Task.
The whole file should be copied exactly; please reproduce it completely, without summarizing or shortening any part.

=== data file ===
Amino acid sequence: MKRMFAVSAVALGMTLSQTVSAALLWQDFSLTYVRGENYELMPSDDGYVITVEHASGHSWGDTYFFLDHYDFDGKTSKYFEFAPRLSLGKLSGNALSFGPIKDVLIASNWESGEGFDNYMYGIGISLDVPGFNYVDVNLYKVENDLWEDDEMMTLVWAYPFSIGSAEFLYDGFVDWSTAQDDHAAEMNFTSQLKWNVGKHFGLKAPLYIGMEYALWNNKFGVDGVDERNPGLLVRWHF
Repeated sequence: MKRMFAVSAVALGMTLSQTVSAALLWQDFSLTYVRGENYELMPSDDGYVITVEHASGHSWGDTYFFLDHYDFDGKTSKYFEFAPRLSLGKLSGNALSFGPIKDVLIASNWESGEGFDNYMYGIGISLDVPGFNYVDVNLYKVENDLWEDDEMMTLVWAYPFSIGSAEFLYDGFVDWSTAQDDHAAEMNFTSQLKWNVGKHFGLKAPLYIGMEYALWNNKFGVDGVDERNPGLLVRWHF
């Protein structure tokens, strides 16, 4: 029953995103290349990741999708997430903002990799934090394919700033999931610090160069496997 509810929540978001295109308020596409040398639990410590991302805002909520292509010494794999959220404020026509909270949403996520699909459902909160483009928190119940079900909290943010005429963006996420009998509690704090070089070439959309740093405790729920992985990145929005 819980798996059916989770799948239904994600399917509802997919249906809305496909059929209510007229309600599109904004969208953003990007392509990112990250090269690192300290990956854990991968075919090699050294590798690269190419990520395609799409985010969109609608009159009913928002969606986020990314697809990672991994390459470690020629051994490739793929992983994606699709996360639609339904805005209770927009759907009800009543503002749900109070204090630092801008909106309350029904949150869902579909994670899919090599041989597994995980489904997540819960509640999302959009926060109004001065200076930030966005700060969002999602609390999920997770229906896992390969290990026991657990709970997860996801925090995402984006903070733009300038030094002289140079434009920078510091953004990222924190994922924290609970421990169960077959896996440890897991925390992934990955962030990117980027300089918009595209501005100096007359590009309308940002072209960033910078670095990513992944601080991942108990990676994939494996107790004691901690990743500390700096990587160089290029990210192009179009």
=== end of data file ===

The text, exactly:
Amino acid sequence: MKRMFAVSAVALGMTLSQTVSAALLWQDFSLTYVRGENYELMPSDDGYVITVEHASGHSWGDTYFFLDHYDFDGKTSKYFEFAPRLSLGKLSGNALSFGPIKDVLIASNWESGEGFDNYMYGIGISLDVPGFNYVDVNLYKVENDLWEDDEMMTLVWAYPFSIGSAEFLYDGFVDWSTAQDDHAAEMNFTSQLKWNVGKHFGLKAPLYIGMEYALWNNKFGVDGVDERNPGLLVRWHF
Repeated sequence: MKRMFAVSAVALGMTLSQTVSAALLWQDFSLTYVRGENYELMPSDDGYVITVEHASGHSWGDTYFFLDHYDFDGKTSKYFEFAPRLSLGKLSGNALSFGPIKDVLIASNWESGEGFDNYMYGIGISLDVPGFNYVDVNLYKVENDLWEDDEMMTLVWAYPFSIGSAEFLYDGFVDWSTAQDDHAAEMNFTSQLKWNVGKHFGLKAPLYIGMEYALWNNKFGVDGVDERNPGLLVRWHF
């Protein structure tokens, strides 16, 4: 029953995103290349990741999708997430903002990799934090394919700033999931610090160069496997 509810929540978001295109308020596409040398639990410590991302805002909520292509010494794999959220404020026509909270949403996520699909459902909160483009928190119940079900909290943010005429963006996420009998509690704090070089070439959309740093405790729920992985990145929005 819980798996059916989770799948239904994600399917509802997919249906809305496909059929209510007229309600599109904004969208953003990007392509990112990250090269690192300290990956854990991968075919090699050294590798690269190419990520395609799409985010969109609608009159009913928002969606986020990314697809990672991994390459470690020629051994490739793929992983994606699709996360639609339904805005209770927009759907009800009543503002749900109070204090630092801008909106309350029904949150869902579909994670899919090599041989597994995980489904997540819960509640999302959009926060109004001065200076930030966005700060969002999602609390999920997770229906896992390969290990026991657990709970997860996801925090995402984006903070733009300038030094002289140079434009920078510091953004990222924190994922924290609970421990169960077959896996440890897991925390992934990955962030990117980027300089918009595209501005100096007359590009309308940002072209960033910078670095990513992944601080991942108990990676994939494996107790004691901690990743500390700096990587160089290029990210192009179009």